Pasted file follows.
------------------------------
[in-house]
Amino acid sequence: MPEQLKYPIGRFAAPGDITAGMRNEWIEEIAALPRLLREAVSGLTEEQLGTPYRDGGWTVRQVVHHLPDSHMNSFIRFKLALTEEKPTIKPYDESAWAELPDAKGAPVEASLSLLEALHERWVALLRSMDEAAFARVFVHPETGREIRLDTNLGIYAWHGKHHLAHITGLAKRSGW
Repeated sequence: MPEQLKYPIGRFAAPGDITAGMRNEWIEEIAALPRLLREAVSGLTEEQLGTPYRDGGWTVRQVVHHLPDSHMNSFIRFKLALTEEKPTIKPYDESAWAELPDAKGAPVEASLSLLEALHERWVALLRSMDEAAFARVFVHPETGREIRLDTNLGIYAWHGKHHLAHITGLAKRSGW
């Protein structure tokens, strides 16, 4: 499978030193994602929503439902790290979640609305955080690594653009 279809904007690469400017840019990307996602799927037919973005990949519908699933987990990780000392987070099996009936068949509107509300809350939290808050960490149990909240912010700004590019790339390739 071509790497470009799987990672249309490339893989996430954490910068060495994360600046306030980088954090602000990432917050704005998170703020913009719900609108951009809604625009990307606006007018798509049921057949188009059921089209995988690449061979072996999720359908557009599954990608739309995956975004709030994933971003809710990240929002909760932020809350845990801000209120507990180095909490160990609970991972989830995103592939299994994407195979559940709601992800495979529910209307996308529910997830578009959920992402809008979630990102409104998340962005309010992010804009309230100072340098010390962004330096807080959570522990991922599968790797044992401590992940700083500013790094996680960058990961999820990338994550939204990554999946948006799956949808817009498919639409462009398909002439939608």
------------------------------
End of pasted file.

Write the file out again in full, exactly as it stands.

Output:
[in-house]
Amino acid sequence: MPEQLKYPIGRFAAPGDITAGMRNEWIEEIAALPRLLREAVSGLTEEQLGTPYRDGGWTVRQVVHHLPDSHMNSFIRFKLALTEEKPTIKPYDESAWAELPDAKGAPVEASLSLLEALHERWVALLRSMDEAAFARVFVHPETGREIRLDTNLGIYAWHGKHHLAHITGLAKRSGW
Repeated sequence: MPEQLKYPIGRFAAPGDITAGMRNEWIEEIAALPRLLREAVSGLTEEQLGTPYRDGGWTVRQVVHHLPDSHMNSFIRFKLALTEEKPTIKPYDESAWAELPDAKGAPVEASLSLLEALHERWVALLRSMDEAAFARVFVHPETGREIRLDTNLGIYAWHGKHHLAHITGLAKRSGW
């Protein structure tokens, strides 16, 4: 499978030193994602929503439902790290979640609305955080690594653009 279809904007690469400017840019990307996602799927037919973005990949519908699933987990990780000392987070099996009936068949509107509300809350939290808050960490149990909240912010700004590019790339390739 071509790497470009799987990672249309490339893989996430954490910068060495994360600046306030980088954090602000990432917050704005998170703020913009719900609108951009809604625009990307606006007018798509049921057949188009059921089209995988690449061979072996999720359908557009599954990608739309995956975004709030994933971003809710990240929002909760932020809350845990801000209120507990180095909490160990609970991972989830995103592939299994994407195979559940709601992800495979529910209307996308529910997830578009959920992402809008979630990102409104998340962005309010992010804009309230100072340098010390962004330096807080959570522990991922599968790797044992401590992940700083500013790094996680960058990961999820990338994550939204990554999946948006799956949808817009498919639409462009398909002439939608």